If you have ever developed any software or are just planning on doing so, chances are that you’ve heard the words “epic” and “user story”. You’ve likely also seen epics and user stories in a budget estimation received from an IT outsourcing company, in case you’ve ever requested such. This is because both terms are pretty popular in the tech world since coding teams and other development process participants use them quite often.
The problem, however, is that different people usually mean different things when they talk about epics and user stories. Nothing is engraved in stone and teams tend to adopt terminology to what is convenient for them. The bad news is that such a state of affairs may lead to some misunderstandings between developers and clients, which is a rather unfortunate outcome.
In this article, we’ll try to sort things out and explain what epic is vs what a user story is based on our practical experience. To make it even clearer, we’ll also illustrate everything with examples and the processes we have developed here at Altamira.
Scrum methodology: a brief Overview
Epics and user stories are mostly used by development teams that follow the Agile approach to software development. For simplicity’s sake, we’ll focus only on Scrum rules and terminology since it’s the most widespread project management methodology under the Agile umbrella.
In Scrum, the development process is divided into sprints. That is, the project development is broken up into components of short periods of time during which a development team should create a potentially releasable feature-set that is called an “increment”. Every increment usually consists of several product backlog items (or PBIs). A product backlog item is a general term for all the product features, functions, enhancements, etc. to be developed by the team. In other words, PBIs are building blocks outlining the scope of work for a coding team. So how does all this apply to user stories and epics? Let’s take a closer look and discover.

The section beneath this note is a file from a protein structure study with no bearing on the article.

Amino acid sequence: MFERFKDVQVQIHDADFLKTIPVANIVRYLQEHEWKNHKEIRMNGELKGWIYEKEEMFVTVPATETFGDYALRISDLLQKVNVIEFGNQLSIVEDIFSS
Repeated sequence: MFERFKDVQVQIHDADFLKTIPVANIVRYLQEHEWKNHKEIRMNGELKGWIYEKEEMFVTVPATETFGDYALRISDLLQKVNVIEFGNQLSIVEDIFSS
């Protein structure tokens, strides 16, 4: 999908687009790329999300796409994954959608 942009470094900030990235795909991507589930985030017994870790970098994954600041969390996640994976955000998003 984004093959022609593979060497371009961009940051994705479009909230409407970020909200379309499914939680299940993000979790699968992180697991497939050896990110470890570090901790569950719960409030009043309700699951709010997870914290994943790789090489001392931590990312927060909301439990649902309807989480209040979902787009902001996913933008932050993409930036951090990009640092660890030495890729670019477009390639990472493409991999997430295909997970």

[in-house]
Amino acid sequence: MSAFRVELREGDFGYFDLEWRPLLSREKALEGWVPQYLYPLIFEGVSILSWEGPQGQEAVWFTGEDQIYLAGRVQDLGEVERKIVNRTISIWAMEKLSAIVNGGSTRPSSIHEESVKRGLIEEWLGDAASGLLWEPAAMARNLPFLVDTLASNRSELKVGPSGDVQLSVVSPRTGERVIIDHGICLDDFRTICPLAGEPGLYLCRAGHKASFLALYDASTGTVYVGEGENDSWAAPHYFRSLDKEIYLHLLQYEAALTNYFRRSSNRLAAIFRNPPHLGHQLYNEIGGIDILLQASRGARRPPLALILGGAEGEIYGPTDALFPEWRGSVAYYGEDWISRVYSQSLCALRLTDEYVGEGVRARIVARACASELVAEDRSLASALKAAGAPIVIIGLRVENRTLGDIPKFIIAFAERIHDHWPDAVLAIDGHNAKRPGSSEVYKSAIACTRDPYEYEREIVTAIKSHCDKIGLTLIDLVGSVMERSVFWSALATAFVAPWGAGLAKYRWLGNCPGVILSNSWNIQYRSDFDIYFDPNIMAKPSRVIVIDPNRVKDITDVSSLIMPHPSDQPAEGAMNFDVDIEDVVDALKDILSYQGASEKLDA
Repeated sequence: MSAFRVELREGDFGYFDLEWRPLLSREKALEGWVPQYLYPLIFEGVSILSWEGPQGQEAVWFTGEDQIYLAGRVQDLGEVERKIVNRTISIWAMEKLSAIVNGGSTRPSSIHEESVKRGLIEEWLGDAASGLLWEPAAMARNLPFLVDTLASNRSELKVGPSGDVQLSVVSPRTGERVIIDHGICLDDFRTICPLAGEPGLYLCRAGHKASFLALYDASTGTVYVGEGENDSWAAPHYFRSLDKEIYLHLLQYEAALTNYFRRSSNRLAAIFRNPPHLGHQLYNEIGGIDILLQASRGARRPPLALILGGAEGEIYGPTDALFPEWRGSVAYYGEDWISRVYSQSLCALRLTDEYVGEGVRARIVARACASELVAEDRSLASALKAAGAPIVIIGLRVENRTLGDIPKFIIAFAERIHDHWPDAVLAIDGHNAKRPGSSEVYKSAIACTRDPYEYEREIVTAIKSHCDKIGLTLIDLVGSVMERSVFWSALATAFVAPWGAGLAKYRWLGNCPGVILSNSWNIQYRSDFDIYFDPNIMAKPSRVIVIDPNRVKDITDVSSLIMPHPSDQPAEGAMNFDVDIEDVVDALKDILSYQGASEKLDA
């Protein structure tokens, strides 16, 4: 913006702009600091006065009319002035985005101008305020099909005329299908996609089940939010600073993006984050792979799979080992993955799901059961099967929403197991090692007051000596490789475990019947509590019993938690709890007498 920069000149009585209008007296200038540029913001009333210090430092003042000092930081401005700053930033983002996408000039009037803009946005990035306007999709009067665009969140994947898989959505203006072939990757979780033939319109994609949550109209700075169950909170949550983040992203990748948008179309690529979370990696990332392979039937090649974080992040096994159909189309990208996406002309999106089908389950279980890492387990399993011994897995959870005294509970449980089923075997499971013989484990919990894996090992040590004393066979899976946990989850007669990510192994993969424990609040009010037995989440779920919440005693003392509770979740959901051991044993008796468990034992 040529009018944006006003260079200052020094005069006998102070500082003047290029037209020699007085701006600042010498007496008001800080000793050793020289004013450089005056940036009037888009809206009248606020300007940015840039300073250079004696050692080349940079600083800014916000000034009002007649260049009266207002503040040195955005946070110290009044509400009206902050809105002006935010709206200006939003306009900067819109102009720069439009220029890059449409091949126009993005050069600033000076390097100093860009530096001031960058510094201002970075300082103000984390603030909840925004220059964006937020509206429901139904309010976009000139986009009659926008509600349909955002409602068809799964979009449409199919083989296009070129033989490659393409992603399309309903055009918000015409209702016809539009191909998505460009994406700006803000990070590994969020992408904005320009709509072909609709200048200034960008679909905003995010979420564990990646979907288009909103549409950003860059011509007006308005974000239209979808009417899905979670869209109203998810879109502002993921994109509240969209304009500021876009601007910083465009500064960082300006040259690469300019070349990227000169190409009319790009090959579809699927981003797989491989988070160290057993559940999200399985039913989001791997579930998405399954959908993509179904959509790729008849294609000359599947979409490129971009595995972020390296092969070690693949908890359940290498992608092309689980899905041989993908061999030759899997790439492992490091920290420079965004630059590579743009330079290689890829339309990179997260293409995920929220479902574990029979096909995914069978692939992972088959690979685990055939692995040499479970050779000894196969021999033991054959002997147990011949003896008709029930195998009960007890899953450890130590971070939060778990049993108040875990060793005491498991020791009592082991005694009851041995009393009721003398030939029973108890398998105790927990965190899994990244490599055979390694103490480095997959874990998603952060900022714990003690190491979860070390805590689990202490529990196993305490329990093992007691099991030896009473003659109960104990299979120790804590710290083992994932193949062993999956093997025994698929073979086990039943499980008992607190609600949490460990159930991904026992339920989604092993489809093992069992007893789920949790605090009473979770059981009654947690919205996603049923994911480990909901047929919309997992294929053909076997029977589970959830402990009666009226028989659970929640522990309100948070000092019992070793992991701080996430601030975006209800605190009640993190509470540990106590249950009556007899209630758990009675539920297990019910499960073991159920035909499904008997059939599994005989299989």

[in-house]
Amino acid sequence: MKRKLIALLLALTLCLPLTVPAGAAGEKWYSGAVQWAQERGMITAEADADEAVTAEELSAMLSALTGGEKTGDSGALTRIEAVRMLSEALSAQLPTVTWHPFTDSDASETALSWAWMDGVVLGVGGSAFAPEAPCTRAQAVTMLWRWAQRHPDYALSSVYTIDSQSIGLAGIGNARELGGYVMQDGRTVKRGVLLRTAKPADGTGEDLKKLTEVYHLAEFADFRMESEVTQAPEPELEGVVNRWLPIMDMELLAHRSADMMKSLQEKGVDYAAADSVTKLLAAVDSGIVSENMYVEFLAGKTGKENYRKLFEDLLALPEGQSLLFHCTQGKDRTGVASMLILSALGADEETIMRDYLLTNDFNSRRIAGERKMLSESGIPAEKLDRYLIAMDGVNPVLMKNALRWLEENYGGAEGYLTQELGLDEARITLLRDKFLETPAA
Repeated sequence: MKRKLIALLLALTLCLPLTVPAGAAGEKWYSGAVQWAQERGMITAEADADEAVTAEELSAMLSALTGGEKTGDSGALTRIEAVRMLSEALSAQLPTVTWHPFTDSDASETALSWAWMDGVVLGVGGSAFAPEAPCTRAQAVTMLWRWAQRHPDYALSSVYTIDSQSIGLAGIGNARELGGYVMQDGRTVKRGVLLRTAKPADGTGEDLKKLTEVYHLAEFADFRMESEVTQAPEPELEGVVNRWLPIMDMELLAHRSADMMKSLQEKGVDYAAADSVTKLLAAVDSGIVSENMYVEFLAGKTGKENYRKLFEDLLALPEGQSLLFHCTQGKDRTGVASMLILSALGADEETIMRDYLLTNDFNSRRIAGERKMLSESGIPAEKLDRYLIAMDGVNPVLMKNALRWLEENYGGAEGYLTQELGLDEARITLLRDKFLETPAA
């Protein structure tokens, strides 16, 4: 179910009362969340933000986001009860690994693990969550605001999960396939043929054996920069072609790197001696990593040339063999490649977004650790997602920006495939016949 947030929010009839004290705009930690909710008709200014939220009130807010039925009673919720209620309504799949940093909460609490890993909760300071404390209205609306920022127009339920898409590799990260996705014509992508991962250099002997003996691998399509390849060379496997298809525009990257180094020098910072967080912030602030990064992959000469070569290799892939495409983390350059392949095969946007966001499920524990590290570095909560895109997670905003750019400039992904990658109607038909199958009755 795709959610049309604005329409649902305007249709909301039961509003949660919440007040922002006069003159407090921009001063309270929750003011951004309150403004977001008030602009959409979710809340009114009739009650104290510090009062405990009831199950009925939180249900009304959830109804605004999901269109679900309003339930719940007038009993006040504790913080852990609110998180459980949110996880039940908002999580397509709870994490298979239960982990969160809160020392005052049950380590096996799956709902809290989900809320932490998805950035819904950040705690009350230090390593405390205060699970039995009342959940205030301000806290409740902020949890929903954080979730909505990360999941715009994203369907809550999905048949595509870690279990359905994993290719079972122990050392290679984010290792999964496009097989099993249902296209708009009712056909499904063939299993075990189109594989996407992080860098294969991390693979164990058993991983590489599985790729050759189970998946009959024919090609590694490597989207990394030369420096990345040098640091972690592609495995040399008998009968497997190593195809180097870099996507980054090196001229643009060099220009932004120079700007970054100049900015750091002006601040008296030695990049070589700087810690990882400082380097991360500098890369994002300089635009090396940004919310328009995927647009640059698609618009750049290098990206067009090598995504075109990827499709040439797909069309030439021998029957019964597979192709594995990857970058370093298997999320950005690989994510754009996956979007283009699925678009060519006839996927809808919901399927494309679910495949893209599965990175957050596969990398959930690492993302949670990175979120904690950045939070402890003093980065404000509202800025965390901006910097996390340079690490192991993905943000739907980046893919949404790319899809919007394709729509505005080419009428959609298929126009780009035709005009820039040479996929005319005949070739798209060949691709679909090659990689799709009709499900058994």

What is an Epic?
The Official Scrum Guide defines neither the term “epic” nor “user story”. However, these terms are used in any one Agile methodology development.
Basically, an epic is one big piece of product functionality. Usually, it is too big to be completed in one sprint and should be split up into smaller bodies of work. For instance, an epic may constitute the pieces of code that are responsible for registration & authorization, authentication, user profile, etc. As simple as that.
The functionality of a product is decomposed into epics in order to estimate the time and budget outlay required to complete the aggregate project, organize the work of a coding team, and identify the chunks that are of the highest priority. It’s also more convenient to discuss the product at a high level, for example, with stakeholders with no technical background, by looking at it as a set of epics. It is also easier to track progress and control the overall development process if you know what epics you are working on and how much time the overall implementation of the features will take.
Example of epics
Now we would like to show you some examples of epics and how exactly they appear in the project management flow. Let’s imagine we are developing a custom corporate website for a company where workers and users need to have different levels of website access. As we’ve already established, epic represents a part of the development project, being responsible for the development of a particular web app function. So the epics for the development of a website could be divided into creating sprints as follows: